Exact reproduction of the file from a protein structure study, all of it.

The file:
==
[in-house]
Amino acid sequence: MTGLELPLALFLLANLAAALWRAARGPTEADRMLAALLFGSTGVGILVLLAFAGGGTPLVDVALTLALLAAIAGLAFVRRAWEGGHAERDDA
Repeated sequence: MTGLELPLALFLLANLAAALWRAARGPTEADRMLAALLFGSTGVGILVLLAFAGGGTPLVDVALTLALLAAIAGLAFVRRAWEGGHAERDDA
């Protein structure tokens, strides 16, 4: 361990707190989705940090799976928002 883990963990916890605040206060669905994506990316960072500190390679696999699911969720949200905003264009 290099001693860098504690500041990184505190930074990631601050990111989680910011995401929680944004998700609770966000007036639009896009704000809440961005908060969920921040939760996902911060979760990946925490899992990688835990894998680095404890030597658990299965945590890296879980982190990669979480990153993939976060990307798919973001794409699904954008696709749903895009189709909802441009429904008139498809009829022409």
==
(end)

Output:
[in-house]
Amino acid sequence: MTGLELPLALFLLANLAAALWRAARGPTEADRMLAALLFGSTGVGILVLLAFAGGGTPLVDVALTLALLAAIAGLAFVRRAWEGGHAERDDA
Repeated sequence: MTGLELPLALFLLANLAAALWRAARGPTEADRMLAALLFGSTGVGILVLLAFAGGGTPLVDVALTLALLAAIAGLAFVRRAWEGGHAERDDA
């Protein structure tokens, strides 16, 4: 361990707190989705940090799976928002 883990963990916890605040206060669905994506990316960072500190390679696999699911969720949200905003264009 290099001693860098504690500041990184505190930074990631601050990111989680910011995401929680944004998700609770966000007036639009896009704000809440961005908060969920921040939760996902911060979760990946925490899992990688835990894998680095404890030597658990299965945590890296879980982190990669979480990153993939976060990307798919973001794409699904954008696709749903895009189709909802441009429904008139498809009829022409």